You and I both know that we won’t feel that great if we keep that kind of diet. 

During your Self Care Sundays, put a plan in action to keep your own nutrition at the forefront. Make a few meal prep salads. Keep a water bottle at your side. Make sure you take your vitamins.

Spend an hour or two on Sunday meal prepping. A lunchtime meal prep will not go amiss and it will set the right tone for your week to come.

Don’t let January come and see all your regrets. Treat yourself kindly now.

trees that are changing to fall colors along a deserted boulevard on a sunny day.

3. Get some exercise and fresh air.

Along the same lines, make sure you’re moving and breathing deeply. You can do this with your partner and/or the kids so you’re also getting in some family time. Or go it alone for some solitude.

You don’t have to spend hours doing this. If you don’t already have an exercise regimen that you enjoy, consider working in movement into your Self Care Sundays:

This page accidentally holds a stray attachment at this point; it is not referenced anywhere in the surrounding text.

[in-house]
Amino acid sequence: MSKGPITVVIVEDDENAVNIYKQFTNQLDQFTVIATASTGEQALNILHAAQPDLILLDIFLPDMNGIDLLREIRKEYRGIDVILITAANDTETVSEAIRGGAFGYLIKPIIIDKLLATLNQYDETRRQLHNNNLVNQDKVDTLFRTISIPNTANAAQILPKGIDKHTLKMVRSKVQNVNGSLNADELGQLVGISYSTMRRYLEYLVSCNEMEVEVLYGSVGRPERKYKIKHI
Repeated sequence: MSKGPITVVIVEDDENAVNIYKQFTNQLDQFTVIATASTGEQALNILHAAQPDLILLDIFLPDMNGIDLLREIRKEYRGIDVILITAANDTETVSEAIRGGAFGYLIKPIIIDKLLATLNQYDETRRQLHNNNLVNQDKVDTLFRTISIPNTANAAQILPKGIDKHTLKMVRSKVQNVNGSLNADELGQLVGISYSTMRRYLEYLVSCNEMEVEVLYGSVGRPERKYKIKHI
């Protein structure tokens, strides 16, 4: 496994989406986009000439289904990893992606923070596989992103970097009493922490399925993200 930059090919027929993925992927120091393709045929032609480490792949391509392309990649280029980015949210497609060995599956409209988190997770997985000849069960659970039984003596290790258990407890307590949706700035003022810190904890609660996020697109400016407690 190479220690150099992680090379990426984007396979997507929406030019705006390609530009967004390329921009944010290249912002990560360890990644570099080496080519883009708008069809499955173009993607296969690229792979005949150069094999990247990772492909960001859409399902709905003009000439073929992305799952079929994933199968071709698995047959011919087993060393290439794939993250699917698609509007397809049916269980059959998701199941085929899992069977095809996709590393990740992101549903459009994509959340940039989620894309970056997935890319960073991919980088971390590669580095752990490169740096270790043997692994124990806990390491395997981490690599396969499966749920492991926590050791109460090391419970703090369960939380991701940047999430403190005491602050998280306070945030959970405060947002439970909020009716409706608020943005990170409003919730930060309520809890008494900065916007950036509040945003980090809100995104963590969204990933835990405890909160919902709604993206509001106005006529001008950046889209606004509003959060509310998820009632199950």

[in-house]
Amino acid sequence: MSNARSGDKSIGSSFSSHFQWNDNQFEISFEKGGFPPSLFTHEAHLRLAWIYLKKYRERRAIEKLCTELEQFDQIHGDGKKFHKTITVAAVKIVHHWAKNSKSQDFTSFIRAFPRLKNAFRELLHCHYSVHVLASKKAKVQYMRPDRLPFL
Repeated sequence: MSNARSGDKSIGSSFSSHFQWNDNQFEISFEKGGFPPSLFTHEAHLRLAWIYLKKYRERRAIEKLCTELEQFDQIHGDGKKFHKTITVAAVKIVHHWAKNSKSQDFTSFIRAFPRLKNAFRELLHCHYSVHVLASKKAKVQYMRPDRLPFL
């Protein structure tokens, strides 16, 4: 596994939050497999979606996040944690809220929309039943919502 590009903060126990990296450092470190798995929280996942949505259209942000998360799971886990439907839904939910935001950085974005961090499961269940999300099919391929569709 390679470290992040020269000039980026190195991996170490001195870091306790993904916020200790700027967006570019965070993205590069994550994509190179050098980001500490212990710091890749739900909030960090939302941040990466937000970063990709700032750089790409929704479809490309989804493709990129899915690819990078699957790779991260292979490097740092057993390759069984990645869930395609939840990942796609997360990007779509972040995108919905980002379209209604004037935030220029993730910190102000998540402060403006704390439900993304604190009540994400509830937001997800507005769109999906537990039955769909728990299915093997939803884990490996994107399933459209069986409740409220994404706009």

• Rejoice in that parking space in Outer Mongolia. You have a chance to get some walking in.
  • Head to the mall an hour before it opens and take a few tours of the hallways without the crowds.
  • Download a yoga app and spend 10 to 15 minutes stretching .
  • Head outdoors for a romp in the park or a walk by the lake.

Your body will thank you. I promise.

planner with post-its, pens, and markers open on a black table, showing the weekly to do page.

4. Reduce the to-do list.

It’s okay to say NO. It’s okay to say NO. It’s okay to say NO.

Wash, rinse, repeat. It’s super tempting to go all out for the people we love, despite what our better judgement might whisper in our ears. After all, it’s the holidays.

But, at the same token, we aren’t doing anyone any favors if we run ourselves ragged. Dedicate some time on your Self Care Sundays to consider your to-do list and what you can legitimately eliminate this year.